Snow White & The Seven Dwarfs (1937)
Snow White was the first Disney movie ever made, and is still the best known movie of all time. The movie had beautiful animation, and was followed up by Filmation's "Happily Ever After"- the second story in the Snow White Legacy. Filmation's attempt was very good, and the movie was still funny and enjoyable, but it will never ever match up to it's original. I give Snow White a 10/10.
I'm with a lot of people, in that I think Snow White as a character is too
much of a stereotype to be really interesting, but at least she's not the
princess in Gulliver's Travels!
What really makes this movie is the artistic animation, which does exactly what animation is supposed to do: create feelings through moving images, not create a realistic world. When Snow White flees into the forest, we see what she sees--that the whole world is suddenly out to get her. The trees come to life in demonic fashion, and the floating logs become crocodiles.
A note on the songs--while today in America it seems kind of silly to have songs about working and cleaning, work songs have been a part of nearly every culture throughout history. If you watch the subtitled version of Hayao Miyazaki's "Princess Mononoke" or Kurosawa's "Seven Samurai," you will hear examples of Japanese work songs.
A beautifully colored and wonderfully depicted story of the Snow White tale. Snow White and the Seven Dwarfs(1937) is one of the few Walt Disney pictures that I think is any good. Tends the water of fairy tale and horror. This is the film that is what many Disney films have tried to live up to and some failed. A very good film that is made special by the early use of Technicolor. Snow White & the Seven Dwarfs(1937) made an impression on many Italian horror filmmakers who would use this impression to do some of the best Italian horror films ever. The use of color in here would influence Dario Argento to fashion his film Suspiria(1977) after the style and look of this animated feature.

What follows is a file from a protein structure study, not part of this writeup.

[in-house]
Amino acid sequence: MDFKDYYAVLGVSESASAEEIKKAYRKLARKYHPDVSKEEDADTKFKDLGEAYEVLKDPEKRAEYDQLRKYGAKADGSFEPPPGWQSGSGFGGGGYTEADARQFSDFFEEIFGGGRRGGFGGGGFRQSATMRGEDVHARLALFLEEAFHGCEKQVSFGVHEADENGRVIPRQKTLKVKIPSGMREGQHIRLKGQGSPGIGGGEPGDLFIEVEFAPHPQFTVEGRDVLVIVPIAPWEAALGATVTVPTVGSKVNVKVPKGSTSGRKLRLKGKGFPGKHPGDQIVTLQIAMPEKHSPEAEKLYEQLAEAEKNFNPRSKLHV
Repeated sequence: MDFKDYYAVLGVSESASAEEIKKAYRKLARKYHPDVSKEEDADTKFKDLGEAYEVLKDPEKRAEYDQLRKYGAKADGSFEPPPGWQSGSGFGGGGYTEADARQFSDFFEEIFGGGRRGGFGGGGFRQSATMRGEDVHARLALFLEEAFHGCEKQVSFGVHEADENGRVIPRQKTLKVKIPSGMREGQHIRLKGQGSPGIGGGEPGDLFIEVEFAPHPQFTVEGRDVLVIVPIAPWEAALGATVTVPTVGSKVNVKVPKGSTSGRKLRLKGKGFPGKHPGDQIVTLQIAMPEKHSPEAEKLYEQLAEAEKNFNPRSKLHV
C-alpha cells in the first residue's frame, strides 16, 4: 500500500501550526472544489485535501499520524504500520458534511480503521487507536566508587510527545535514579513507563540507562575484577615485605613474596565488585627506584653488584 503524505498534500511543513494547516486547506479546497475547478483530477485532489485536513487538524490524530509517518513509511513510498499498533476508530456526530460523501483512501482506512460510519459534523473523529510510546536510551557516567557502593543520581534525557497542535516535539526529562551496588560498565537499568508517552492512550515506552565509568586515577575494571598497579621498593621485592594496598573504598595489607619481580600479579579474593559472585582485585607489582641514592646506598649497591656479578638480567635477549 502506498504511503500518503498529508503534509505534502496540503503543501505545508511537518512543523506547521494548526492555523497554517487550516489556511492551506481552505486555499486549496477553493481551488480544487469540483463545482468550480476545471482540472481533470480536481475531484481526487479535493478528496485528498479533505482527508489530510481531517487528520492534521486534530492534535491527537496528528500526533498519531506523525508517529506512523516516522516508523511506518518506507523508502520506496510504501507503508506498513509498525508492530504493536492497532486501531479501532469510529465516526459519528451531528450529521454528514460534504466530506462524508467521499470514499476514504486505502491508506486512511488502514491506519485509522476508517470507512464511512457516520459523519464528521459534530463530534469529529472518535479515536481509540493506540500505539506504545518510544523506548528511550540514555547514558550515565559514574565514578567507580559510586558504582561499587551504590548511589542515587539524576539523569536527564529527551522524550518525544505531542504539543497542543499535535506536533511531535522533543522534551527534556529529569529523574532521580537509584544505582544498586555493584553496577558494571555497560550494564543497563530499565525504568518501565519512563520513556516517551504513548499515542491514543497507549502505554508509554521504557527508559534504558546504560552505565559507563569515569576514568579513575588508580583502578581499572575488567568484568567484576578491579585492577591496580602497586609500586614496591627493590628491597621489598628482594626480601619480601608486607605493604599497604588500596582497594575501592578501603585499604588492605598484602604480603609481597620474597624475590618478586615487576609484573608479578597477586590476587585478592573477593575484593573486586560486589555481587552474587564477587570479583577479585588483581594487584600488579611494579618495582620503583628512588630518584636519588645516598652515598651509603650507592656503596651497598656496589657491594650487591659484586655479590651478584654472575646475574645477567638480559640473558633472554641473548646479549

*** This review may contain spoilers ***
The real strength of this film is the animation. The reason it was so
popular in 1937 when it was released was the bright colors & production
quality that is obvious when you view it on a large screen. The music
is top notch for it's era too. This was a full length color feature a
full year plus before Robin Hood (1938). That and the popular Walt
Disney who had already established himself in cartoons is why this
became a land mark Disney film for many years.
Being the first however, the film now faces many of the draw backs that another Disney Feature, Song of The South, now faces. It is totally based upon a Fairy Tale & the Snow White children's tale has not aged well. The story in todays contemporary is now considered sexist. There are some negative messages in here because as a hallmark of Disney's, there is an adult level here which is beyond what the kids see. It has an unintentional negative message for children in the ending as well.
Still, this movie is important & not just as a historic first. This movies success is a primary reason that the 1939 Wizard of Oz was produced. Because this film sold so many tickets was a major reason for the way Oz was produced & why MGM spent so much money & time producing it 2 years later. MGM wanted to make the kind of money Disney made on this one.
Snow White has declined because of the story factors, but she usually still graces Disney World with her presence.